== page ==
4. Communicate Early and Often

This is like engagement on a much bigger scale. According to some studies, one of the greatest factors that negatively impacts employee morale is a lack of communication with management. Employees want to know who’s steering the ship and what the plan is for the future of their company. This doesn’t mean that the CEO needs to send out a newsletter every week, but senior executives need to clearly communicate their vision and what role employees will play. Employees who feel engaged and in the loop are far more likely to feel a sense of ownership in their company than those who feel as though they are just cogs in the machine.

NLRA Training Speak Up

5. Monitor Union Activity at Competitors

If unions are actively recruiting employees of your competitors, there’s a good chance your business is on the list, too. This doesn’t just apply to your direct competitors — it could be any similar business in your community or your industry. Monitor the filing of petitions and if they’re relevant to you, investigate them in the news. Look at the tactics used and try to find patterns: Are unions targeting a particular type of employee? Are they starting their campaign with focused messaging or are they trying to convert employees to spread their message? If you can crack the union “playbook” for your industry or community, you can prepare your defense ahead of time.

These are just a few of the strategies you can employ, and they tend to revolve around the same principles: competitive compensation, employee engagement and being attuned to union developments in the marketplace. These strategies take time and money to implement, but those investments are far less than leading a unionized workplace.

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3 Ways to Drive Employee and Family Traffic to Your UnionFree.com Website

promote your unionfree.com websiteCreating powerful communication resources that help your company remain union free can provide you with peace of mind when a union organizing drive begins. According to research, one of the main reasons behind union formation is the gap between the management and employees’ perceptions of concepts such as equality and respect. Bridging this gap during a union organizing drive is crucial, and a UnionFree.com site can help you meet that need. However, the site will be of little use unless you can drive employee and their families to it. This sounds simple on the surface, but can actually require turning your HR team into effective internal marketers!

So, here are 3 outstanding ways to inspire your employees to visit – and return to – your UnionFree.com website, allowing you the opportunity to bridge the understanding gap and truly connect with those that make your product or service great:

Incorporate a Blog Into your UnionFree.com Website

Without regular maintenance and fresh content, campaign-focused websites become dull and static, leaving employees flat and unlikely to return.  To offset this, incorporate a blog into your UnionFree.com site. Use the blog to build trust and a sense of community, which is essentially a sense of ‘we’ rather than ‘us vs. them.’ To keep the employee and family traffic coming, provide not just regularly posted content, but also elements that are useful, appealing, vibrant, informative and thought-provoking. Blogs are a valuable platform to reach out and connect. The (moderated) comments section of your blog is also a useful barometer of your employees’ opinions and sentiment, so be sure they have a way to comment anonymously.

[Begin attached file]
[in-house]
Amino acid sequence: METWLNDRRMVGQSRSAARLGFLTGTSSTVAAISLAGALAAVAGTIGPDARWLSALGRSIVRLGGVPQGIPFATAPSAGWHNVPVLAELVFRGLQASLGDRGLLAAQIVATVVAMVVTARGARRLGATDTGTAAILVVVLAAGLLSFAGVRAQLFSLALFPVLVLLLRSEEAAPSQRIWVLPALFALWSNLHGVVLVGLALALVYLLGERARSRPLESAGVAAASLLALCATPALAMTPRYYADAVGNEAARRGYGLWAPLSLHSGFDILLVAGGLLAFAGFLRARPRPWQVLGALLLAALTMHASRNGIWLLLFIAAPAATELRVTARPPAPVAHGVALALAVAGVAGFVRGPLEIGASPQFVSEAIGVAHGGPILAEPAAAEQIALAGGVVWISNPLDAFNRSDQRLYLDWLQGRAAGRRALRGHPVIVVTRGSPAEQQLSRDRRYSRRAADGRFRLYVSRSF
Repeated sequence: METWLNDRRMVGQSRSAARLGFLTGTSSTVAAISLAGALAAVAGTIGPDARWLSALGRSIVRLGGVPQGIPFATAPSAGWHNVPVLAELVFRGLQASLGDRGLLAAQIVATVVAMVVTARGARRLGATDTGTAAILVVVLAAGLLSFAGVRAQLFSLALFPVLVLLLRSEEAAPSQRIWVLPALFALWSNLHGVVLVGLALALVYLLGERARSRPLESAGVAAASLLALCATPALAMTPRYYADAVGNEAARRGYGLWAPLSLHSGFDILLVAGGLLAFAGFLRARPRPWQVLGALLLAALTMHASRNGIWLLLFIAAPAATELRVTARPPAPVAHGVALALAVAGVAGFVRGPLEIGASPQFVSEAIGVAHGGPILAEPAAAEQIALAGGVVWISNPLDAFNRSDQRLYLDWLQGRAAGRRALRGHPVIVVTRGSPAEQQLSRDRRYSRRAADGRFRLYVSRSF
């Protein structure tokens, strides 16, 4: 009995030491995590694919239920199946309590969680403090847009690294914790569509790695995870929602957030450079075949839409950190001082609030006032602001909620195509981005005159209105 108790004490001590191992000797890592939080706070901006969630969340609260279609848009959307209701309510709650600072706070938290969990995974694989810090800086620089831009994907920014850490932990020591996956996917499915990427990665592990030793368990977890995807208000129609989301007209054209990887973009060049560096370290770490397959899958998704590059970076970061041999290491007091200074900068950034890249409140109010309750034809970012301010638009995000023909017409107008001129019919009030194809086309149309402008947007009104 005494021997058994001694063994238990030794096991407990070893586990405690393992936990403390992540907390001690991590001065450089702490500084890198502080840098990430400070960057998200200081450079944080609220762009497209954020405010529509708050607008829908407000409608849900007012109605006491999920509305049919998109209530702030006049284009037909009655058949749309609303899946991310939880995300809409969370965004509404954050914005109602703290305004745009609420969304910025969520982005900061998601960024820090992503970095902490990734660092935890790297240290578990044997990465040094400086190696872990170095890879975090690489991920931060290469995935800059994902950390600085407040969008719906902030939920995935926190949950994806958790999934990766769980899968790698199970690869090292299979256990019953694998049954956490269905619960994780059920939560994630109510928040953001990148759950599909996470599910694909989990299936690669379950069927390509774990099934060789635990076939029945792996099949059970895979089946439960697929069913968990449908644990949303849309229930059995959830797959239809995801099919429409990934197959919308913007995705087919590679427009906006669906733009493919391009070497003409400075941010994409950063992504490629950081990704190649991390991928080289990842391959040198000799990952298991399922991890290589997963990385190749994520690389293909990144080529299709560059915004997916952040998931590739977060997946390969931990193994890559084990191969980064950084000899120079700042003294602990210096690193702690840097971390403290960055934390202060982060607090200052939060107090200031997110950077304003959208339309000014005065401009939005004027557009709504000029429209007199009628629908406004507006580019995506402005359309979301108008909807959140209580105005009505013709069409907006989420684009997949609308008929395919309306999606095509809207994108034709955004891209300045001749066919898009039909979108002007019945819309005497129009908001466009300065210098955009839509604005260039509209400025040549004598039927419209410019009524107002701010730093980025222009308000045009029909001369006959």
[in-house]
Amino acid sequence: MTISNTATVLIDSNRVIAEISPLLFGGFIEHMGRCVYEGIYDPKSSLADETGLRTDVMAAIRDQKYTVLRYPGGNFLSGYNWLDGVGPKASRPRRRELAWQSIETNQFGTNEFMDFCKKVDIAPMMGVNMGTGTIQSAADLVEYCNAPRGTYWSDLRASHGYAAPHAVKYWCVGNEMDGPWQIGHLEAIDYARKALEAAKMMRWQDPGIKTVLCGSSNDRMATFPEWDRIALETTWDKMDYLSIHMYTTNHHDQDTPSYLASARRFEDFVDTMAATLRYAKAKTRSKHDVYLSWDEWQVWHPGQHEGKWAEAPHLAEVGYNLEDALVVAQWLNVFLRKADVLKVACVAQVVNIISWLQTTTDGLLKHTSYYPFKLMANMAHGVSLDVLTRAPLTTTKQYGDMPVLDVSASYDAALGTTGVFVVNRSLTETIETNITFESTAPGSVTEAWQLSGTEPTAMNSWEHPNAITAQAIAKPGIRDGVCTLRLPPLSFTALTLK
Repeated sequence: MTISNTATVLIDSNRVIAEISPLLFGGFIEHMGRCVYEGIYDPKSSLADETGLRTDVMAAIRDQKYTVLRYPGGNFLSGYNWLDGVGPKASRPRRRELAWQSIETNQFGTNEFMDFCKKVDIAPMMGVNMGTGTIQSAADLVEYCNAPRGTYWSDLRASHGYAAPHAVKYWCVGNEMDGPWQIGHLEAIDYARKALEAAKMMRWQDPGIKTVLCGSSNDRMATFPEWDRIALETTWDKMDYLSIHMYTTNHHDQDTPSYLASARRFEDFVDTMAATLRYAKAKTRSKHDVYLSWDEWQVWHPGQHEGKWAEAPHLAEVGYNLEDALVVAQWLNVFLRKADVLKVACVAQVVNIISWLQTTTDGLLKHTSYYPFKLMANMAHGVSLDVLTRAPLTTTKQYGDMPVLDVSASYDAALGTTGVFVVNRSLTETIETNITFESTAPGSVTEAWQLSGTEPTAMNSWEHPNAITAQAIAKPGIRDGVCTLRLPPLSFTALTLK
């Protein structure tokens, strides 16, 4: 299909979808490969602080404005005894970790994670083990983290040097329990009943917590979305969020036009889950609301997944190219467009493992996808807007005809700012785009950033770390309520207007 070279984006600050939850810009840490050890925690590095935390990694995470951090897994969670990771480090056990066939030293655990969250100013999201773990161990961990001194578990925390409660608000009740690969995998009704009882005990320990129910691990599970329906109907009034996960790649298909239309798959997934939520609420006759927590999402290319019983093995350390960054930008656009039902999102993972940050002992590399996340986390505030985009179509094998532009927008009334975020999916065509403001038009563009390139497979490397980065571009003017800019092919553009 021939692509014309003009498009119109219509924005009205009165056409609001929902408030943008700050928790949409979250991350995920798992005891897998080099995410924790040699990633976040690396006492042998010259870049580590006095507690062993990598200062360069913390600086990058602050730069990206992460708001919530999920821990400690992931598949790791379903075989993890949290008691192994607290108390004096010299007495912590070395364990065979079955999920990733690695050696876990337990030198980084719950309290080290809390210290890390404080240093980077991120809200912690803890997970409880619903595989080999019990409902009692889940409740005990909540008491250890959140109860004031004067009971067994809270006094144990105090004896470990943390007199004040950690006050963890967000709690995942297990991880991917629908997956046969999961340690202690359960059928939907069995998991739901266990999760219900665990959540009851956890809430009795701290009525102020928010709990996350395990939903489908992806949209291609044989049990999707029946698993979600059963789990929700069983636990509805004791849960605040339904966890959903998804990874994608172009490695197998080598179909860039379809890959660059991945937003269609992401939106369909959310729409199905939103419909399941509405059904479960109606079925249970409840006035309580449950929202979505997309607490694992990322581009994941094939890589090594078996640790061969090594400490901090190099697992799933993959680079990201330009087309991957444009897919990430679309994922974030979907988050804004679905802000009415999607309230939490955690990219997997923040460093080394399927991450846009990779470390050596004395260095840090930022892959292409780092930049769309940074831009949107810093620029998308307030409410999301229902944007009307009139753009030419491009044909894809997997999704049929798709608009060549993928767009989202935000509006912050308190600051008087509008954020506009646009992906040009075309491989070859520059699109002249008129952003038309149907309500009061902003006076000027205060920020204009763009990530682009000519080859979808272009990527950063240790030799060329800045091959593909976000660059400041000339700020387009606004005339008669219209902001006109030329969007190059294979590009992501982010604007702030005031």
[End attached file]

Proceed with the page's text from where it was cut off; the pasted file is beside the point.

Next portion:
Invite Employees and Family to Contribute Articles

Employees working for the same company tend to socialize outside the office, often with each other’s families as well. It therefore follows that if one or more of them were to contribute to your blog, you can invariably get some free word-of-mouth publicizing, as well as traffic to their blog post and to your employee-focused posts. Get your employee relations team to take an active and friendly interest in the comments that are sure to follow posts, and moderate and participate where necessary. If your management team is truly listening, a sense of community can be established, and the need for third party intervention all but disappears.

If employees seem reluctant to participate in this way, competitions are a surefire way to drive traffic to the website. Post details of your competition on the site. Then, get interactive, both online and off!  Your competition can take the form of an online quiz, based on the benefits your company offers or a “scavenger hunt” on the union-avoidance information found on your site and blog posts.  Or, choose a topic for debate and challenge employees to express their side of the issue. You could even incentivize with a reward to get them to get going on ideation for a specific, company-related problem. Post the winning entries on your UnionFree.com site blog.

Capitalize on the Popularity of Social Media

One of the great things about your site is that you don’t need or want to market the site to the general public, so keywords, search engine optimization and dozens of other techniques sites use to get found are irrelevant! You can focus your energy on your target audience, who already knows where and how to find you. If they don’t, educate them!

What social media platforms do your employees frequent? Whether it’s Twitter, Facebook, Instagram or any of the dozens of other opportunities, include a plan to share your site with employees on social media, even if you choose to password protect your UnionFree.com site. Provide a link and let them know who to go to for the access credentials. In a general sense, promote the content that they’ll find there, and share all content through your business’s social media profiles. Be sure you invite employees to follow the company on social media, including sites like LinkedIn. Link the company’s social media pages with each other.

Organized Labor's Secret Online Weapons
As the discussion on campaign-ready websites continues, remember that creating a “dark” UnionFree.com site (95% ready to launch) can be a huge relief when an organizing drive does begin!

Finally, note that if you choose to author a blog during an organizing drive, you’ll want to make sure that everything you say in your articles is in compliance with the National Labor Relations Act (NLRA), to protect your company from Unfair Labor Practice charges.